This is a follow-up question to: https://hermeneutics.stackexchange.com/questions/30959/would-saul-actually-have-killed-samuel-if-he-found-out-that-samuel-had-annointed

Again, from 1 Samuel 16:1-3 (NASB):

Now the Lord said to Samuel, “How long will you grieve over Saul, since I have rejected him from being king over Israel? Fill your horn with oil and go; I will send you to Jesse the Bethlehemite, for I have selected a king for Myself among his sons.” 2 But Samuel said, “How can I go? When Saul hears of it, he will kill me.” And the Lord said, “Take a heifer with you and say, ‘I have come to sacrifice to the Lord.’ 3 You shall invite Jesse to the sacrifice, and I will show you what you shall do; and you shall anoint for Me the one whom I designate to you.”

My previous question was "would Saul actually have killed Samuel?" There's a fair amount of textual evidence that suggests that he would have, given his later violent and erratic behavior (combined with the fact that God gave Samuel a cover story rather than contradicting his prediction).

With that said, why did Samuel think that Saul would kill him? He was apparently correct to do so, but the violent and erratic behavior that the text records happened later. Still, the text doesn't directly mention any kind of threat against Samuel.

Verse 14 says "Now the Spirit of the Lord had departed from Saul, and an evil spirit from the Lord tormented him." (NIV) This verse is after Samuel had anointed David, but it's written in past tense (meaning that this may have happened before Samuel went to see David). Is this possible? If so, would Samuel have known about it, given that he wasn't seeing him at the time? Would this explain why he thought that this was a possibility?

  • The narrative presents this situation as fact, without background. Whether or not Saul would have killed Samuel is not important to the narrative. What is important to say is that the recognized national prophet Samuel feared for his life and that God takes this into account. That in itself is the statement. Most of the questions in this post are unanswerable by hermeneutic methods.
    – user17080
    Dec 12, 2017 at 7:15
  • I like your follow-up question. And I think I have an answer for it.
    – user20490
    Dec 13, 2017 at 5:17
  • 1
    I hope I have answered your question. Not all of Saul's erratic behavior happened later. The killing of the Gibeonites happened earlier but was not recorded until 2-Sam 21. The Gibeonites were covered by oath and they served alongside Samuel in the tabernacle of meeting. By killing them, Saul was going against God and samuel. Samuel would have tried to stop him but to no avail. This would later cause Samuel to fear for his life when asked to anoint a new king.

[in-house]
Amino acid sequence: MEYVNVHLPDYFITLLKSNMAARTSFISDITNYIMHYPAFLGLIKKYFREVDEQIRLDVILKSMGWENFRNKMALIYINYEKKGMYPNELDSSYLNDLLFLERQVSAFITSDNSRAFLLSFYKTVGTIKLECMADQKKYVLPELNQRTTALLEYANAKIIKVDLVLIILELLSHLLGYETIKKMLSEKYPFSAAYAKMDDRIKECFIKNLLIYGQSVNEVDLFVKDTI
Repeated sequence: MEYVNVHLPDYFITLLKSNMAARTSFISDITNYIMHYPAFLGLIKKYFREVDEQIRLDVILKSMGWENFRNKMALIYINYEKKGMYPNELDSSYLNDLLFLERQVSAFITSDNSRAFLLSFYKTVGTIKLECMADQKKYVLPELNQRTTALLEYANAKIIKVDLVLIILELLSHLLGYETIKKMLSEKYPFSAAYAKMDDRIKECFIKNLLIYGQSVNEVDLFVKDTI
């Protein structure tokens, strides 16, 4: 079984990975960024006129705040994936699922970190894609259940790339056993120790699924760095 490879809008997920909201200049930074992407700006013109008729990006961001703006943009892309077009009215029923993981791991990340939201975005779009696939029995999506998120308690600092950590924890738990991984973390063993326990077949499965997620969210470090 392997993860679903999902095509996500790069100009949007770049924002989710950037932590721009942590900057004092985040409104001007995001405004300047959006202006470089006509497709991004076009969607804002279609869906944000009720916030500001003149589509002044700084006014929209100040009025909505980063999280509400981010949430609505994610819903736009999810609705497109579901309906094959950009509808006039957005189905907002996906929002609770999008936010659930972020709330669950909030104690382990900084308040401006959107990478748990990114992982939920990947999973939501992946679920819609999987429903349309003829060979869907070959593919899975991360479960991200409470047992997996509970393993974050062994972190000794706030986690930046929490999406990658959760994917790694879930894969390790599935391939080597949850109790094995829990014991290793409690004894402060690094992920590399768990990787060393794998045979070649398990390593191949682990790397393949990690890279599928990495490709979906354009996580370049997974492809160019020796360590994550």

– user20490
    Dec 13, 2017 at 6:22

2 Answers 2


There are about three explanations for Samuel's ability to predict Saul's murderous tendencies.

1) The slaughter of the Gibeonites:

2-Samuel 21:1-3 (NKJV)

Now there was a famine in the days of David for three years, year after year; and David inquired of the LORD. And the LORD answered, "It is because of Saul and his bloodthirsty house, because he killed the Gibeonites." So the king called the Gibeonites and spoke to them. Now the Gibeonites were not of the children of Israel, but of the remnant of the Amorites; the children of Israel had sworn protection to them, but Saul had sought to kill them in his zeal for the children of Israel and Judah.

Notice that God refers to the house of Saul as bloodthirsty. The Gibeonites served as labourers in the tabernacle of meeting which was at Shiloh. Samuel grew up knowing them and their history in Israel. Yet he couldn't stop Saul from slaughtering them. Since the days of Joshua (Jos 9:16, 20), Israel had sworn protection to the Gibeonites. Samuel was obviously not in support of this unnecessary slaughter nevertheless, Saul went ahead to violate Israel's ancient oath irreverently. It is at a point like this that Samuel may have begun to fear Saul.

2) Saul ripped Samuel's clothing disrespectfully:

1 Samuel 15:27 (NKJV) And as Samuel turned around to go away, Saul seized the edge of his robe, and it tore.

This action by Saul is important for reasons I will give below.

a) One of the most important events in Samuel's early life was that his mother used to sew him a new robe yearly. The writer includes this detail deliberately. 1-Sam 2:19

b) Samuel used to wear a linen ephod from his childhood. 1-Sam 2:18

c) When Samuel's ghost was called up by the witch of Endor, Saul was able to identify him by his mantle.

1 Samuel 28:14 (NKJV) So he said to her, "What is his form?" And she said, "An old man is coming up, and he is covered with a mantle." And Saul perceived that it was Samuel

As a prophet, seer and priest, his garments were sacred but Saul ripped them off mistakenly but unapologetically. Samuel responded to this by saying.

"The Strength of Israel will not lie nor change his mind"

He counters the Saul's aggression and show of strength with a reminder about the strength of God.

3) Saul was very self absorbed as king:

a) He built a monument to himself after failing to obey the command concerning Amalek. 1-Sam 15:12

b) After being rejected by God all he cared about was that Samuel would honor him before the elders of Israel. 1-Sam 15:30

A person who thinks like this would never tolerate another anointed king. This much was clear.


Saul might try to. He showed himself one who'd sacrifice others for personal glory. He tried to sacrifice religiously, which is only allowed to be done by religious people such as priests and prophets, so he be worshipped. And he chose to preserve stock for personal gain and to hold the king for ransom to get money. And his aggressive assault on Samuel's robe was more proof he'd sacrifice one of his own people for personal gain. So yes. He'd try to.

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